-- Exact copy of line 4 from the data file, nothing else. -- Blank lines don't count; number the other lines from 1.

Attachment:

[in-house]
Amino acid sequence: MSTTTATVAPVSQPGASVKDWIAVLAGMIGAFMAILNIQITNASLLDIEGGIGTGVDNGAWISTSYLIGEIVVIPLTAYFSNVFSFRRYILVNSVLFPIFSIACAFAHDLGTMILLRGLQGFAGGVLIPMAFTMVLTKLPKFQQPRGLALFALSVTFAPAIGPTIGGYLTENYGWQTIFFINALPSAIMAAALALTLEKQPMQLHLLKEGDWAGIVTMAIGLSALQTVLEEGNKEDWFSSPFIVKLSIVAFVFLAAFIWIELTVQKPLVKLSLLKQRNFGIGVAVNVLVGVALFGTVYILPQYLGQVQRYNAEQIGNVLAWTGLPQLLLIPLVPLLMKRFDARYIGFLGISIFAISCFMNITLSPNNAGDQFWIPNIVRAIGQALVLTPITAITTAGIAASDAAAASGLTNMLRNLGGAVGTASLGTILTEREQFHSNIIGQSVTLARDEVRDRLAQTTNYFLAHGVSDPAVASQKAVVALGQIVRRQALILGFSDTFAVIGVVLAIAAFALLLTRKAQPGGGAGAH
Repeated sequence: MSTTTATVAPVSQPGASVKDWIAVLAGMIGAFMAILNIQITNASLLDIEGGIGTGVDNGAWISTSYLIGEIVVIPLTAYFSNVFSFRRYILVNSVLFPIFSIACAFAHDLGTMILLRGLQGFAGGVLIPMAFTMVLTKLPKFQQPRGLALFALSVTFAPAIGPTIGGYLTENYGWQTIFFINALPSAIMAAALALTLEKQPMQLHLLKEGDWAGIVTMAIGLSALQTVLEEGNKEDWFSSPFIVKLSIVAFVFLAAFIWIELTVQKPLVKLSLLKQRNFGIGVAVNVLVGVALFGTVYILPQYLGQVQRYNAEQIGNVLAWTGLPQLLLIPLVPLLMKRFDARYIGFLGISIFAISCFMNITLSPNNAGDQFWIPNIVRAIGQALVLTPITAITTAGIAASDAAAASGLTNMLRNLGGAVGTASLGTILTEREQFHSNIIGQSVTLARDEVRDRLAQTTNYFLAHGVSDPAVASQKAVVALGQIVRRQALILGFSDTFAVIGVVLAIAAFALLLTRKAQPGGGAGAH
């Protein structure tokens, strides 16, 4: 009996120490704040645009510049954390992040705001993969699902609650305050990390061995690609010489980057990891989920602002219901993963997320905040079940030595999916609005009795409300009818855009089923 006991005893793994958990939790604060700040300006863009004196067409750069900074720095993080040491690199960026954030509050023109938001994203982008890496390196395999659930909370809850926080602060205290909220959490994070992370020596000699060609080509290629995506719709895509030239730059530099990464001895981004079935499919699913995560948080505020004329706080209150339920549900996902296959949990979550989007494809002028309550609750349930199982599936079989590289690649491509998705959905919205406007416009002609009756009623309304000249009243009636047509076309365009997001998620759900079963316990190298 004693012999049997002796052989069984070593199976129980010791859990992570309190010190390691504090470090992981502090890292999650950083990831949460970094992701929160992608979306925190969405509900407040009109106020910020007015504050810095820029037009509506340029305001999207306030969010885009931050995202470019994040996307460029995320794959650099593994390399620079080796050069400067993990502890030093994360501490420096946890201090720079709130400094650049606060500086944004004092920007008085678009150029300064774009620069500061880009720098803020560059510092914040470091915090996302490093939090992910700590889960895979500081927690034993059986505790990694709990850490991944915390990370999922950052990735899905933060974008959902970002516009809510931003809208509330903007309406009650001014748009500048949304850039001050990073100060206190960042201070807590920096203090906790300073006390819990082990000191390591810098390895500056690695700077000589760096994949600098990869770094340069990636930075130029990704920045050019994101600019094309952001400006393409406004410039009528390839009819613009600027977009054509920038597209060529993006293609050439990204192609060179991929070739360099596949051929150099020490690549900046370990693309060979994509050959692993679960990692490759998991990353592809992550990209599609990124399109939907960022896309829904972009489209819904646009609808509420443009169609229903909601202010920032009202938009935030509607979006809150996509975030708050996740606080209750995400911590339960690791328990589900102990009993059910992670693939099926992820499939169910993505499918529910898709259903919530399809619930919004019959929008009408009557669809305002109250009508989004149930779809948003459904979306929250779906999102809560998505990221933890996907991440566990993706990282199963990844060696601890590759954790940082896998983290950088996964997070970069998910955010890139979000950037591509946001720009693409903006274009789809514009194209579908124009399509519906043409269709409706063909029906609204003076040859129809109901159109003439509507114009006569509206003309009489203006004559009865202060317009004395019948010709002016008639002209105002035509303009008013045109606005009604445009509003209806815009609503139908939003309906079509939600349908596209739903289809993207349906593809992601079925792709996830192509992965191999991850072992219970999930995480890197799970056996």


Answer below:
């Protein structure tokens, strides 16, 4: 009996120490704040645009510049954390992040705001993969699902609650305050990390061995690609010489980057990891989920602002219901993963997320905040079940030595999916609005009795409300009818855009089923 006991005893793994958990939790604060700040300006863009004196067409750069900074720095993080040491690199960026954030509050023109938001994203982008890496390196395999659930909370809850926080602060205290909220959490994070992370020596000699060609080509290629995506719709895509030239730059530099990464001895981004079935499919699913995560948080505020004329706080209150339920549900996902296959949990979550989007494809002028309550609750349930199982599936079989590289690649491509998705959905919205406007416009002609009756009623309304000249009243009636047509076309365009997001998620759900079963316990190298 004693012999049997002796052989069984070593199976129980010791859990992570309190010190390691504090470090992981502090890292999650950083990831949460970094992701929160992608979306925190969405509900407040009109106020910020007015504050810095820029037009509506340029305001999207306030969010885009931050995202470019994040996307460029995320794959650099593994390399620079080796050069400067993990502890030093994360501490420096946890201090720079709130400094650049606060500086944004004092920007008085678009150029300064774009620069500061880009720098803020560059510092914040470091915090996302490093939090992910700590889960895979500081927690034993059986505790990694709990850490991944915390990370999922950052990735899905933060974008959902970002516009809510931003809208509330903007309406009650001014748009500048949304850039001050990073100060206190960042201070807590920096203090906790300073006390819990082990000191390591810098390895500056690695700077000589760096994949600098990869770094340069990636930075130029990704920045050019994101600019094309952001400006393409406004410039009528390839009819613009600027977009054509920038597209060529993006293609050439990204192609060179991929070739360099596949051929150099020490690549900046370990693309060979994509050959692993679960990692490759998991990353592809992550990209599609990124399109939907960022896309829904972009489209819904646009609808509420443009169609229903909601202010920032009202938009935030509607979006809150996509975030708050996740606080209750995400911590339960690791328990589900102990009993059910992670693939099926992820499939169910993505499918529910898709259903919530399809619930919004019959929008009408009557669809305002109250009508989004149930779809948003459904979306929250779906999102809560998505990221933890996907991440566990993706990282199963990844060696601890590759954790940082896998983290950088996964997070970069998910955010890139979000950037591509946001720009693409903006274009789809514009194209579908124009399509519906043409269709409706063909029906609204003076040859129809109901159109003439509507114009006569509206003309009489203006004559009865202060317009004395019948010709002016008639002209105002035509303009008013045109606005009604445009509003209806815009609503139908939003309906079509939600349908596209739903289809993207349906593809992601079925792709996830192509992965191999991850072992219970999930995480890197799970056996």